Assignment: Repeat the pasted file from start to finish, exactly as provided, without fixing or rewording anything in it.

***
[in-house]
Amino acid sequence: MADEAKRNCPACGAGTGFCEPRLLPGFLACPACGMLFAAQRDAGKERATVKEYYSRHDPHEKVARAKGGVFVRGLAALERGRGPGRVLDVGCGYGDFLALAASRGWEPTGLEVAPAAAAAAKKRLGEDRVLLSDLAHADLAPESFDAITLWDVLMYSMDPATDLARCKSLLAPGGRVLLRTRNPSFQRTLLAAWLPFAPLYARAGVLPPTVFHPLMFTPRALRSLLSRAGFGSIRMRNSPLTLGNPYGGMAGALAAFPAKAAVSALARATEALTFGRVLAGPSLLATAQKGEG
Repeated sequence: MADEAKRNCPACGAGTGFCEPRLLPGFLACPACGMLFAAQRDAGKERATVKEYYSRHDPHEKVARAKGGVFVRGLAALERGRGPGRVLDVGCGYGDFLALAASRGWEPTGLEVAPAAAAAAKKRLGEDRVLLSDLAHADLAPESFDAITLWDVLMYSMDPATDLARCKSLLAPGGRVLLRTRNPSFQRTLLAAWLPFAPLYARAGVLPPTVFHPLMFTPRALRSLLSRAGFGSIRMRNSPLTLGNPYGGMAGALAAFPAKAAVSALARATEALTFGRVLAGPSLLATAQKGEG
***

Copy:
[in-house]
Amino acid sequence: MADEAKRNCPACGAGTGFCEPRLLPGFLACPACGMLFAAQRDAGKERATVKEYYSRHDPHEKVARAKGGVFVRGLAALERGRGPGRVLDVGCGYGDFLALAASRGWEPTGLEVAPAAAAAAKKRLGEDRVLLSDLAHADLAPESFDAITLWDVLMYSMDPATDLARCKSLLAPGGRVLLRTRNPSFQRTLLAAWLPFAPLYARAGVLPPTVFHPLMFTPRALRSLLSRAGFGSIRMRNSPLTLGNPYGGMAGALAAFPAKAAVSALARATEALTFGRVLAGPSLLATAQKGEG
Repeated sequence: MADEAKRNCPACGAGTGFCEPRLLPGFLACPACGMLFAAQRDAGKERATVKEYYSRHDPHEKVARAKGGVFVRGLAALERGRGPGRVLDVGCGYGDFLALAASRGWEPTGLEVAPAAAAAAKKRLGEDRVLLSDLAHADLAPESFDAITLWDVLMYSMDPATDLARCKSLLAPGGRVLLRTRNPSFQRTLLAAWLPFAPLYARAGVLPPTVFHPLMFTPRALRSLLSRAGFGSIRMRNSPLTLGNPYGGMAGALAAFPAKAAVSALARATEALTFGRVLAGPSLLATAQKGEG